I teach two classes at the University of Denver: Applied Critical Thinking and Persuasion Methods and Techniques. Sometimes I use the same teaching example for both classes. Take the dying grandmother gambit, for instance
In this persuasive gambit, the speaker plays on our heartstrings by telling a very sad story about a dying grandmother (or some other close relative). The speaker aims to gain our agreement and encourages us to act. Notice that thinking is not required. In fact, it’s discouraged. The story often goes like this:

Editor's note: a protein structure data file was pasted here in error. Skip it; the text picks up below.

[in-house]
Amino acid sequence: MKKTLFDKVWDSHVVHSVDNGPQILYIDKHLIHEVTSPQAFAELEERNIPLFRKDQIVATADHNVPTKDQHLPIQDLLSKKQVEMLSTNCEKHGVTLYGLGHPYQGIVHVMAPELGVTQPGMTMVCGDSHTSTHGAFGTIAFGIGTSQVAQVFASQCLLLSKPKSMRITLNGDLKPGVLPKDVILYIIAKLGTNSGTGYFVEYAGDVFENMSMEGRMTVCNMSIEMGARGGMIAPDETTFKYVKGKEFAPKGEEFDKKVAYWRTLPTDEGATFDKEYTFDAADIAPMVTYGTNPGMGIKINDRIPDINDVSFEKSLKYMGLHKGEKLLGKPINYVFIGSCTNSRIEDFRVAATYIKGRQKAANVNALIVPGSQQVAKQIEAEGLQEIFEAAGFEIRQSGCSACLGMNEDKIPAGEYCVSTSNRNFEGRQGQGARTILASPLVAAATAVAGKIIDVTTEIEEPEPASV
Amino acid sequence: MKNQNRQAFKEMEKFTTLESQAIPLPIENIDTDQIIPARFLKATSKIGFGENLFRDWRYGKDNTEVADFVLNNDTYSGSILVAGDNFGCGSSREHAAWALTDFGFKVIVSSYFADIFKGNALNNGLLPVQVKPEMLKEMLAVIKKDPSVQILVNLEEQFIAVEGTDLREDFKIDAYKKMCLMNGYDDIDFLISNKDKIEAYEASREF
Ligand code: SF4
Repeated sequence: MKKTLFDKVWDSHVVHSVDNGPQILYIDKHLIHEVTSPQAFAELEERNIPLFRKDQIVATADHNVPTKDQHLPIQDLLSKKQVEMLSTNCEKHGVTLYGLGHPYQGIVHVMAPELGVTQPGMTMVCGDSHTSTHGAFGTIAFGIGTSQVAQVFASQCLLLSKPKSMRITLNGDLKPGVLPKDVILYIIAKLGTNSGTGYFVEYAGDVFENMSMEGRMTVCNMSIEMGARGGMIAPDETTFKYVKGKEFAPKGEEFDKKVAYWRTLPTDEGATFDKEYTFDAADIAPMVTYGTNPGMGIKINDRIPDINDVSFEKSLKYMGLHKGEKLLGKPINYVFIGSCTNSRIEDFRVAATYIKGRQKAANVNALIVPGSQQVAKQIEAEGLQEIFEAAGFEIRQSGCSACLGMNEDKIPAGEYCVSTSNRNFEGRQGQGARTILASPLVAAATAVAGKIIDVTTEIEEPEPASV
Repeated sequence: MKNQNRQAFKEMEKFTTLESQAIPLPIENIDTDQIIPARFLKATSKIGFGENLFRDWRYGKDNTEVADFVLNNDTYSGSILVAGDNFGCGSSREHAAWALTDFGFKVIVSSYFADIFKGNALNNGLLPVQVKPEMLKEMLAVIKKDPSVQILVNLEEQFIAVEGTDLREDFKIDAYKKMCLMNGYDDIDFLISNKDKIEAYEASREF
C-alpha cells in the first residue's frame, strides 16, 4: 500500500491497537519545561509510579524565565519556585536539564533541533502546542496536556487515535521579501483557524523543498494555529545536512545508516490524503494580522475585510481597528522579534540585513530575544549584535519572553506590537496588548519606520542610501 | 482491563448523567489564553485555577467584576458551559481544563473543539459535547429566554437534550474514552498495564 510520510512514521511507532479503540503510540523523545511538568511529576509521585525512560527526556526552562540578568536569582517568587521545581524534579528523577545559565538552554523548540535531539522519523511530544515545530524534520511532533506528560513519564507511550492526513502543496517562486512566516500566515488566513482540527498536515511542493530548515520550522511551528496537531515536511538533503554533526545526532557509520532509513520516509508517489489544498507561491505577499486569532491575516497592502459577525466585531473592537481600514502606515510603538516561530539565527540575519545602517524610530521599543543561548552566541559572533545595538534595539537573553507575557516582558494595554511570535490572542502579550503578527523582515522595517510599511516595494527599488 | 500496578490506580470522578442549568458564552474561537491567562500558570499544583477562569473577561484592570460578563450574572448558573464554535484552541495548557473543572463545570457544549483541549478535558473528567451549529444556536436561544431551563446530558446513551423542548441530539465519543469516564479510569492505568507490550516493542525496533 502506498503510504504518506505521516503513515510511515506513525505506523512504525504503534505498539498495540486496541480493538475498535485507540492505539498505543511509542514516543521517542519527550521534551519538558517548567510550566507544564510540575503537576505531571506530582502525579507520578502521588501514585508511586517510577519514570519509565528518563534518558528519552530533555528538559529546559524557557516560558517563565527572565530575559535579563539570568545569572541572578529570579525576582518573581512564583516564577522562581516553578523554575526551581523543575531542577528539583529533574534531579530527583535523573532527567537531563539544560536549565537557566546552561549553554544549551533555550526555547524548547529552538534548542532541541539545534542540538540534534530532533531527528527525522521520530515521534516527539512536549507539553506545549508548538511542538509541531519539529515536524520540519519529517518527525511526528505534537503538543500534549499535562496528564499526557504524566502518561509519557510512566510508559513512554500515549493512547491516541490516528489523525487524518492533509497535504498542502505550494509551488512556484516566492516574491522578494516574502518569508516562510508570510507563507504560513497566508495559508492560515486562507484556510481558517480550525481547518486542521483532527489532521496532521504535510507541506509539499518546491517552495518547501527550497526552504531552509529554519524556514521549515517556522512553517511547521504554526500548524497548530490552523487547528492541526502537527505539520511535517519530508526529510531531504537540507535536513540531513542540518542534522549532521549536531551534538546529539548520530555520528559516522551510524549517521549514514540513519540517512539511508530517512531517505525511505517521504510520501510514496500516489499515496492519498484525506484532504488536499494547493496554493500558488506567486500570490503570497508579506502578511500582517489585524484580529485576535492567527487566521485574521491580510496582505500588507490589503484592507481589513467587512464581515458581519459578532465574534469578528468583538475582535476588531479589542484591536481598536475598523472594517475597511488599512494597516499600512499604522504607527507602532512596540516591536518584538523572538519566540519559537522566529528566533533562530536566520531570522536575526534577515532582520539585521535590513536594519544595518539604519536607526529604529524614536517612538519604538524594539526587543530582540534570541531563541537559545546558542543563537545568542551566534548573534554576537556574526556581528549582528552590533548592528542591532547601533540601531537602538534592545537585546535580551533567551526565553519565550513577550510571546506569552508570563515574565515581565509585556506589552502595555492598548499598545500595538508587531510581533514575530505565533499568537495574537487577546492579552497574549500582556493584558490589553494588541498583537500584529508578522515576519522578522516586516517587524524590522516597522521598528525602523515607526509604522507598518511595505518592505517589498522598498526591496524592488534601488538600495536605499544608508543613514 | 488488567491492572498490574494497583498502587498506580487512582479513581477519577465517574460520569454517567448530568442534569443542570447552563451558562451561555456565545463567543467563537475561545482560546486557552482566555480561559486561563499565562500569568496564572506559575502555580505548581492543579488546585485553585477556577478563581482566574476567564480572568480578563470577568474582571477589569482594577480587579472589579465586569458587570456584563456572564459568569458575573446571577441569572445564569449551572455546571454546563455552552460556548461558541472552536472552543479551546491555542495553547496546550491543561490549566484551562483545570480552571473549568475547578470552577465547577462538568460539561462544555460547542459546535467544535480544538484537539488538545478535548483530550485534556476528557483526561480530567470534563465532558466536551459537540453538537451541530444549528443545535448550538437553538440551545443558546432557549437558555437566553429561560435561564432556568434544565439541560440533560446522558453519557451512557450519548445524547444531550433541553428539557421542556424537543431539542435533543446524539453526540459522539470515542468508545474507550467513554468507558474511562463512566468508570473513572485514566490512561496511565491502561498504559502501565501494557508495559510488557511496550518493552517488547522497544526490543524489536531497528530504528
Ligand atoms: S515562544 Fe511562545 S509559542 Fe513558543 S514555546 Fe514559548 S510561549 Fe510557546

My grandmother was the salt of the earth. She worked hard her entire life. She raised good kids and played by the rules. She never complained; she just worked harder. She worked her fingers to the bone but she was always the picture of health … until her dying days when our government simply abandoned her. As her health failed, she moved into a nursing home. She wanted to stay. She thought she had earned it. But the government did X (or didn’t do Y). As a result, my dying grandmother was abandoned to her fate. She was kicked to the curb like an old soda can. In her last days, she was a tiny, wrinkled prune. She couldn’t hear or see. She just curled up in her bed and waited to die. But our faceless bureaucrats couldn’t have cared less. My grandmother never complained. That was not her way. But she cried. Oh lord, did she cry. I can still see the big salty tears rolling slowly down her cheeks. Sometimes her gown was soaked with tears. How much did the government care? Not a whit. It would have been so easy for the government to change its policy. They could have cancelled X (or done Y). But no, they let her die. Folks, I don’t want your grandparents to die this way. So I’ve dedicated my candidacy to changing the government policy. If I can save just one grandma from the same fate, I’ll consider my job done.